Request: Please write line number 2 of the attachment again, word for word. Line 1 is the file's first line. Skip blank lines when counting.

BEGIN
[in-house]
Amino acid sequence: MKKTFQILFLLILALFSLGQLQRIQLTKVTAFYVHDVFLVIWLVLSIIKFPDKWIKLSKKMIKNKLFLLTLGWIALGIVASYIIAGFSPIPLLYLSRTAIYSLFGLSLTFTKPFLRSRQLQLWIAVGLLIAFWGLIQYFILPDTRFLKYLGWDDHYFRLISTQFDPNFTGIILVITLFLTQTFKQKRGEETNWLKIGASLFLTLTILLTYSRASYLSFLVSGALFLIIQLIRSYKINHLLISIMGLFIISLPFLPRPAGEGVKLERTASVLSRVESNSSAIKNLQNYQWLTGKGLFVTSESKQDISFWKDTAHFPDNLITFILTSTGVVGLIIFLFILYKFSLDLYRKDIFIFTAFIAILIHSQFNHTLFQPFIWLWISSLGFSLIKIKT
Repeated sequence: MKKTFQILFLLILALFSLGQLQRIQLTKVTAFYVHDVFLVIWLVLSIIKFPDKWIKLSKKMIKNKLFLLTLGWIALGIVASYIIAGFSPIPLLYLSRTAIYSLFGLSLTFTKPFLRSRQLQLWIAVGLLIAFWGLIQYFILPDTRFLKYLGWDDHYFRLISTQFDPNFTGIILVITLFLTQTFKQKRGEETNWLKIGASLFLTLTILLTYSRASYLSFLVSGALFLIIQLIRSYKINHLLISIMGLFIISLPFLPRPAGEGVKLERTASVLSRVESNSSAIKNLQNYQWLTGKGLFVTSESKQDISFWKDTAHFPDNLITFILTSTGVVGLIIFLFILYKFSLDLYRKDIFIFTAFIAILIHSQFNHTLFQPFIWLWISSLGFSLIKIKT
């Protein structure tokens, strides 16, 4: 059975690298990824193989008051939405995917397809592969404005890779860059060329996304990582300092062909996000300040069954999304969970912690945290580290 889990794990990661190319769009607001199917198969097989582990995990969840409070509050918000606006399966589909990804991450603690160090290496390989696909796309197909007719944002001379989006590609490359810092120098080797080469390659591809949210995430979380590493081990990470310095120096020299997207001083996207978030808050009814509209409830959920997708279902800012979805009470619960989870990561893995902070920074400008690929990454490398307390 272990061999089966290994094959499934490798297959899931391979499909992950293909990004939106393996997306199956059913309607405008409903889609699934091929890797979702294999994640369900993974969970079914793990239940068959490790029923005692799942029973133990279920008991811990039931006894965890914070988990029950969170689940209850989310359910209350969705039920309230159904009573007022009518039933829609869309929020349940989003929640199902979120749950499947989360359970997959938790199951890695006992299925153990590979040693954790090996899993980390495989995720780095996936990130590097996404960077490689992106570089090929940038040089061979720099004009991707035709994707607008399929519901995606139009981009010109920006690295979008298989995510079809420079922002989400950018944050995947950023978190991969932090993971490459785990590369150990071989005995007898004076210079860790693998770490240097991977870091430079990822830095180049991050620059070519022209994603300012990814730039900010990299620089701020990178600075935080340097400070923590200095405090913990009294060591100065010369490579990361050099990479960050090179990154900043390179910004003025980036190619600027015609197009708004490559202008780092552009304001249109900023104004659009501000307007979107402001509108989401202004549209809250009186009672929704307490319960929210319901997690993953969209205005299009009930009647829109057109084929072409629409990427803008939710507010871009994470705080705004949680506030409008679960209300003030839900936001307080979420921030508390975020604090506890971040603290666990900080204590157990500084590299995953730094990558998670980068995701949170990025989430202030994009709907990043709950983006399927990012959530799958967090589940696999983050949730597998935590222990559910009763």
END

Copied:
Amino acid sequence: MKKTFQILFLLILALFSLGQLQRIQLTKVTAFYVHDVFLVIWLVLSIIKFPDKWIKLSKKMIKNKLFLLTLGWIALGIVASYIIAGFSPIPLLYLSRTAIYSLFGLSLTFTKPFLRSRQLQLWIAVGLLIAFWGLIQYFILPDTRFLKYLGWDDHYFRLISTQFDPNFTGIILVITLFLTQTFKQKRGEETNWLKIGASLFLTLTILLTYSRASYLSFLVSGALFLIIQLIRSYKINHLLISIMGLFIISLPFLPRPAGEGVKLERTASVLSRVESNSSAIKNLQNYQWLTGKGLFVTSESKQDISFWKDTAHFPDNLITFILTSTGVVGLIIFLFILYKFSLDLYRKDIFIFTAFIAILIHSQFNHTLFQPFIWLWISSLGFSLIKIKT